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Land Use Action Plan

" Even in those towns where a comprehensive plan .....has been adopted......[it] fails to address one of the most critical questions facing these towns today: how to grow gracefully, in a manner consistent with the traditional character of the community, so that new development fits harmoniously into the town fabric and helps to reinforce the local sense of place."

Randall Arendt, from Rural by Design


Tips for Environmentally Responsible Design and Construction: Environmental Building News

Design

Land Use & Site Issues

Materials

Equipment

Business Practices


Key Design Elements of Traditional Towns and Traditional Neighborhoods*

 

Institutional "Anchor" in the Town Center: provides a place for special events.

 

Mix of Uses: combines residential, institutional, recreational, commercial, limited industrial, and open space in a seamless arrangement.

 

Park, Open Space, Countryside: creates the green, square or park to help "anchor" the Town Center.

 

Network System of Interconnecting Streets: street vistas terminate with public space, landmark structures or civic buildings.

 

On-Street/Parallel Parking: provides a separator between vehicular and pedestrian traffic.

 

Lanes(Alleys): allows for preservation of frontage streetscape.

 

Shallow Setbacks: helps to create an "outdoor room" sense of space.

 

Building Types: focuses on buildings designed by type, not solely by function to allow for adaptations.

 

Porch/Portico/Colonnade:
serves as a transition element from the private realm of the building to the public realm of the sidewalk and streets.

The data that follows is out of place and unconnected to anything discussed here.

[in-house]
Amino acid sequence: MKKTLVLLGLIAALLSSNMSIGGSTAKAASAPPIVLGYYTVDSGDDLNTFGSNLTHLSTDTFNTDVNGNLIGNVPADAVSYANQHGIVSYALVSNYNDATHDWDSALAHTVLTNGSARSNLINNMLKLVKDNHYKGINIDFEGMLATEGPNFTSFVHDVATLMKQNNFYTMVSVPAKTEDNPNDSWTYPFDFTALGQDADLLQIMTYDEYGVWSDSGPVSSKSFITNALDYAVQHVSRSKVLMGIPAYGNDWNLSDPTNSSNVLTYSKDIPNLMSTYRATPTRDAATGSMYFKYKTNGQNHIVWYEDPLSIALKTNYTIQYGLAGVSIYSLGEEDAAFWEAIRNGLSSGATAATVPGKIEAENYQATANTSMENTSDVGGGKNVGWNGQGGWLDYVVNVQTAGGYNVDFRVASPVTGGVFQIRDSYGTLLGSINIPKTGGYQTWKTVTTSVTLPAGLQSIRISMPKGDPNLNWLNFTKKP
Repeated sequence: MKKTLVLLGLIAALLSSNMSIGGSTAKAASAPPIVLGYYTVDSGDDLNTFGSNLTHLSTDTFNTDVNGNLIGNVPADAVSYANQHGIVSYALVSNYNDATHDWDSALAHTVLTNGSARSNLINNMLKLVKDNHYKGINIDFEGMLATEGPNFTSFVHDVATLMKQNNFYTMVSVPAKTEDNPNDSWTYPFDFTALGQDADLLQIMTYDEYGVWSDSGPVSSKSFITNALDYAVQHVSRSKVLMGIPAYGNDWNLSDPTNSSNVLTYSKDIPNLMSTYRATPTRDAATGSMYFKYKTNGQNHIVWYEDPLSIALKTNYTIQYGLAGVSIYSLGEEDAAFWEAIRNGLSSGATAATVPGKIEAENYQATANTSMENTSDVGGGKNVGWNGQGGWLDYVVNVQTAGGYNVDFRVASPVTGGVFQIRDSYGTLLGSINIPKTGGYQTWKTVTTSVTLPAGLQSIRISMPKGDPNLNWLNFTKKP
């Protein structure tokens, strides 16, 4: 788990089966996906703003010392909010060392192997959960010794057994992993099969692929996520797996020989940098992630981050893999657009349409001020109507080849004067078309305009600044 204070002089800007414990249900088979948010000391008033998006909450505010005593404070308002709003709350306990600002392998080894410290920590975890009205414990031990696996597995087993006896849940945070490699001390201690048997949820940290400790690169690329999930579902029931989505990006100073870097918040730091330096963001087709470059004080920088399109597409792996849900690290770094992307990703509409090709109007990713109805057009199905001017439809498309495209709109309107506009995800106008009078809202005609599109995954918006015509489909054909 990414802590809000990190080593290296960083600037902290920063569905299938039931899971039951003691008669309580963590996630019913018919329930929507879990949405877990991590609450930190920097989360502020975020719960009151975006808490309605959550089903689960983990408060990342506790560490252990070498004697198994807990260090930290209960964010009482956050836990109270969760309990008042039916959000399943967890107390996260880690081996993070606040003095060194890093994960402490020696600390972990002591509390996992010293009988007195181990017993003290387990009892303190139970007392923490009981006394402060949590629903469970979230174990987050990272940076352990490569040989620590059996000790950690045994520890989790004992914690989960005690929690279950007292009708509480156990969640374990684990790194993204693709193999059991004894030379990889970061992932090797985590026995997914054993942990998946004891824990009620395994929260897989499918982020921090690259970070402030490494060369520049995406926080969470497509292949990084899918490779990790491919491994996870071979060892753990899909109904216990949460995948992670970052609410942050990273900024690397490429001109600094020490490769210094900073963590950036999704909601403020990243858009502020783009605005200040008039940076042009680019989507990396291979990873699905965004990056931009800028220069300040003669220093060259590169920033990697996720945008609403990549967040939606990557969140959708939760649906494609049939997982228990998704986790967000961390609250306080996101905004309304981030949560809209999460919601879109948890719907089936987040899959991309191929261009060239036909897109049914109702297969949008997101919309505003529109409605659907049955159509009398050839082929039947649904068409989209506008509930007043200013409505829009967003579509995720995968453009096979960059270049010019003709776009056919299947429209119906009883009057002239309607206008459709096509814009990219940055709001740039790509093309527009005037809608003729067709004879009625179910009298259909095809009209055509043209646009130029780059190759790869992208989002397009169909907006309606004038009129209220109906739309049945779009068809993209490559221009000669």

Sidewalks/Crosswalks/ Pedestrian Paths/Walkways: serves to link uses, buildings and lots together.

 

Shade Trees: provide (as street trees) the canopy/overhead plane to help create an "outdoor room".

 

Other Vertical Infrastructure: includes fences, hedges,walls, street lamps, benches, gazebo or like features.

 

*Adapted from Thomas Comitta Associates, Inc. - West Chester, Pennsylvania

Conservation Planning and Growth Management
Green Development
Historic Preservation
Traffic Congestion
Brownfields

Conservation Planning and Growth Management

Growth management, sometimes known as Smart Growth, is a key ingredient in effective land use management. Growth is important to the community but it should be managed so that it keeps pace with the provision of public services and occurs in the optimal geographic locations. This section offers a variety of tools and techniques for the planning and implementation of effective growth management in your community.

For examples of model ordinances prepared by Minnesota's Office of Planning, click here. Exit EPA Click for Disclaimer

For a listing of Smart Growth publications, check out the EPA's Smart Growth homepage.

To help preserve farmland, the American Farmland Trust's web site describes a variety of tools. Exit EPA Click for Disclaimer

Policy and Planning Tools